The working group has designed the draft rules with the following key aims in mind:

  • To achieve greater efficiency. This means a process that runs as smoothly as possible, reduces delays and makes the most of time spent in court.
  • To encourage consistency in the conduct of inquiries across Scotland. The experience of the working group suggests that there is divergence in practice across sheriff courts. It is hoped that the inclusion of a set of guiding principles within the rules will encourage a more consistent approach to the conduct of inquiries.
  • To reinforce and re-emphasise the inquisitorial nature of an inquiry, bearing in mind some people may have their own agenda and treat an FAI as a precursor to litigation.

The draft rules are designed to encourage the expeditious progress of fatal accident inquiries and make the most efficient use of time spent in court. Much greater emphasis is placed on active shrieval inquiry management, and the rules provide a broad power to allow sheriffs to tailor the procedure in response to the nature and complexity of the inquiry.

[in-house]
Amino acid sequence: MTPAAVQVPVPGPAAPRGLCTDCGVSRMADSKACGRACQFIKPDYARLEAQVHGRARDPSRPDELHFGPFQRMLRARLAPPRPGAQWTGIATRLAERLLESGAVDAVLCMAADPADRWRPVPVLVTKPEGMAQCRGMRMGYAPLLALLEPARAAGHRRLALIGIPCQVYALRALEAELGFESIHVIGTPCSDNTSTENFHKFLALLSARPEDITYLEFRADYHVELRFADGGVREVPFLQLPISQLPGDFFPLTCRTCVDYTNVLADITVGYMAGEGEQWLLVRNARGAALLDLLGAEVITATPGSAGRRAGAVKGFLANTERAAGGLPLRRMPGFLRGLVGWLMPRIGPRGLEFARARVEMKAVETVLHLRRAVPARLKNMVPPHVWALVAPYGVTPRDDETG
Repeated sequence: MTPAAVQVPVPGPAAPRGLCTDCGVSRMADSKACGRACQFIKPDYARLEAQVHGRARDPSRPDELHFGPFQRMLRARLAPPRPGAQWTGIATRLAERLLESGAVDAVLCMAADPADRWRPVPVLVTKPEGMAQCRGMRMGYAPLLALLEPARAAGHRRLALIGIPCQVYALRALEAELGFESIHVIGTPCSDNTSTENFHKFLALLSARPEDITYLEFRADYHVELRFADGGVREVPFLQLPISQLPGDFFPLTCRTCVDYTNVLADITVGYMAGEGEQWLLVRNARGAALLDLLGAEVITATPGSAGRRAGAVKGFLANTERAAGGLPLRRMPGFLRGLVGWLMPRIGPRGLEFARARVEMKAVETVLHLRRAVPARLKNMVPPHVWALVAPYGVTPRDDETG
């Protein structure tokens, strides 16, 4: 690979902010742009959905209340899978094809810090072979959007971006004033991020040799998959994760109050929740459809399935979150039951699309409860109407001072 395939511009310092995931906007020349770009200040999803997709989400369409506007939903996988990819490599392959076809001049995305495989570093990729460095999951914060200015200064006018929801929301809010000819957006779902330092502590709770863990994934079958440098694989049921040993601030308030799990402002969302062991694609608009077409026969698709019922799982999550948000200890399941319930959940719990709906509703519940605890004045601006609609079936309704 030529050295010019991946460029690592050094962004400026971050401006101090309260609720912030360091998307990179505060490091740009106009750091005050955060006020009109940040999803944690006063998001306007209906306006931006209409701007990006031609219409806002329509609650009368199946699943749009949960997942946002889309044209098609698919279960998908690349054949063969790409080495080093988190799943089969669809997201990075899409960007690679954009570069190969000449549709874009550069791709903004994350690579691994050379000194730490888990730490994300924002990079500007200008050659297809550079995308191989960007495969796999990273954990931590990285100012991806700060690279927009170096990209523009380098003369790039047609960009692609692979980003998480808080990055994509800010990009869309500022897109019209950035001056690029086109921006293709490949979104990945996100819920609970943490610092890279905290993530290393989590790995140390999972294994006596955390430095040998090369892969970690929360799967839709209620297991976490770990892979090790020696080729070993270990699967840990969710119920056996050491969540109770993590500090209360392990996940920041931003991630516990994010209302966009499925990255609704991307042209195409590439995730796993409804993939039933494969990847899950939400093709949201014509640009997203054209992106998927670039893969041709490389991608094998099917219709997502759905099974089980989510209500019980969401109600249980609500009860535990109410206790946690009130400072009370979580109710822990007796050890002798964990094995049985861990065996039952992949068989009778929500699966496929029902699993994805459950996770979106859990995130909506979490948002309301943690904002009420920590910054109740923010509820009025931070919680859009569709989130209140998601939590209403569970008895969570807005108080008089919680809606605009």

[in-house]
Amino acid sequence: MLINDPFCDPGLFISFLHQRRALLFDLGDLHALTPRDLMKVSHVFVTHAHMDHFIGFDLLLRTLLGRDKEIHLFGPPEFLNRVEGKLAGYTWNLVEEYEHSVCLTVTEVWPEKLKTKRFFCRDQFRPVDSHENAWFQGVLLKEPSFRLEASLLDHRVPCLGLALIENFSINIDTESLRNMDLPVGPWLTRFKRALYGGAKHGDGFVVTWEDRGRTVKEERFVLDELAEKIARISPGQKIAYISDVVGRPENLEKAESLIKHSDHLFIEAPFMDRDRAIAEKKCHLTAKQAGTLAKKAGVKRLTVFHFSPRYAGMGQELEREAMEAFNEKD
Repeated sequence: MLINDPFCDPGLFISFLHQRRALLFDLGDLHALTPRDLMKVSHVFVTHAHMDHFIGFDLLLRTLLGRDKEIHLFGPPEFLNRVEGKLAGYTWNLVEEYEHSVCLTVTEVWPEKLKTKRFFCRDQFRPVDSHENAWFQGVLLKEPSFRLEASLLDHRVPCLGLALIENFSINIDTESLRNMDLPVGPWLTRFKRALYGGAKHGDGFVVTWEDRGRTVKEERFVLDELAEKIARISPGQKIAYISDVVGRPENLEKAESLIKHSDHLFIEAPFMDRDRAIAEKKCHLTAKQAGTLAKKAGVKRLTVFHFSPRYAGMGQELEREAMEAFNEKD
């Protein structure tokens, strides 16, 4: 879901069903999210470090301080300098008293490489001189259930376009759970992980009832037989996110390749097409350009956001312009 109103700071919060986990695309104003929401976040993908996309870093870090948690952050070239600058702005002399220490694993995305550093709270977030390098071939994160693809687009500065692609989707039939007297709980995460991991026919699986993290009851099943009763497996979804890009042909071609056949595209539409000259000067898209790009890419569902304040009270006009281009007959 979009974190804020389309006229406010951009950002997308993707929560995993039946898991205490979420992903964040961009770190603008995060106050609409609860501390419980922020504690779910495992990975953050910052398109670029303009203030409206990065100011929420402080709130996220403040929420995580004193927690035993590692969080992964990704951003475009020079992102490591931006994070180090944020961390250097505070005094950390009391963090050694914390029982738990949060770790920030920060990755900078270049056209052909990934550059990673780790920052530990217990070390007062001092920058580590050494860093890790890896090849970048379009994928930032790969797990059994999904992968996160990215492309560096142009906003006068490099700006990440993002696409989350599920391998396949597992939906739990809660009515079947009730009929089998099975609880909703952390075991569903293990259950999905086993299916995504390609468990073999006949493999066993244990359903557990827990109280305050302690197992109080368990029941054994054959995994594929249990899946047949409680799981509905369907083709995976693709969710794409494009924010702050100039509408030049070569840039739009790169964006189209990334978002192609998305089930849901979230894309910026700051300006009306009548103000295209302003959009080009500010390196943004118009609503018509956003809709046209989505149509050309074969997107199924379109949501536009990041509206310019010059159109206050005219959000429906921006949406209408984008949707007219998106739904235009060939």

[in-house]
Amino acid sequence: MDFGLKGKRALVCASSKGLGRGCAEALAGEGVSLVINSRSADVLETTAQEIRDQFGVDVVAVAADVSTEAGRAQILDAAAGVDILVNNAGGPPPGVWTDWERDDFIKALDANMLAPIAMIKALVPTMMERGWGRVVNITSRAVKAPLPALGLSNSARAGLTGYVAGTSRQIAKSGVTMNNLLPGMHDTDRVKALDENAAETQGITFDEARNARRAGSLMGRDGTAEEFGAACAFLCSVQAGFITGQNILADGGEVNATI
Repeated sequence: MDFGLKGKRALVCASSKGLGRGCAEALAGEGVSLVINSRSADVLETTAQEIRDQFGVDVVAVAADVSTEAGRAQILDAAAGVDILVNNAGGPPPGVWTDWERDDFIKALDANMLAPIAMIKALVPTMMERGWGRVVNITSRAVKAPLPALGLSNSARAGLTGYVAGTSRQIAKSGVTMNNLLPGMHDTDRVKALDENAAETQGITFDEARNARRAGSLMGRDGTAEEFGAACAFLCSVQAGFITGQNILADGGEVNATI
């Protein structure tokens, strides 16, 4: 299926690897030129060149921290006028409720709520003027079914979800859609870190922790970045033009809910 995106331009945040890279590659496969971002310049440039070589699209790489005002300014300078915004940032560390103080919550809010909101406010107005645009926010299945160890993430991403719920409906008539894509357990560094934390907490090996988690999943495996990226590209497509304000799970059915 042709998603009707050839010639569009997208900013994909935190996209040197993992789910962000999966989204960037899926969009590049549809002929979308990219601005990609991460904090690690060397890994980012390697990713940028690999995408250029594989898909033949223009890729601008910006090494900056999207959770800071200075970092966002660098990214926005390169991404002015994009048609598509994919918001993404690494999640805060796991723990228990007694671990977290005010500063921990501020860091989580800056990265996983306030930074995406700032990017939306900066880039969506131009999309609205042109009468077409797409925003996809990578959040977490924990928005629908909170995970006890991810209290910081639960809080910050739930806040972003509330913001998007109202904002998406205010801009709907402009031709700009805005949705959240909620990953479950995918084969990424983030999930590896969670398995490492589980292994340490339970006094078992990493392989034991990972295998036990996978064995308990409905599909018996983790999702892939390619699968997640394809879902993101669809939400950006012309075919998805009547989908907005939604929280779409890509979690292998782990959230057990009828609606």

Front loading and the preliminary hearing

If the process is to be efficient, that means making the most productive use of the available time in court and controlling the evidence and questioning. In order to achieve that efficiency there will require to be greater front loading of the process, and the preliminary hearing will be key to that.

At the moment these hearings are held in some sheriff courts but not others. Going forward the default position is that a preliminary hearing should be held unless the sheriff dispenses with it. In practice that will only happen in the most simple and straightforward of inquiries.

The preliminary hearing phase of the procedure is designed to take the participants and the sheriff from the point that the inquiry is begun by the procurator fiscal to the date on which the inquiry hearing can start. If done properly, it should mean that once the inquiry begins, it is properly focused with participants sharing a common understanding of its scope; the sheriff will have given orders to ensure it will be conducted efficiently, and evidence is ready to be presented to the inquiry in the manner ordered by the sheriff.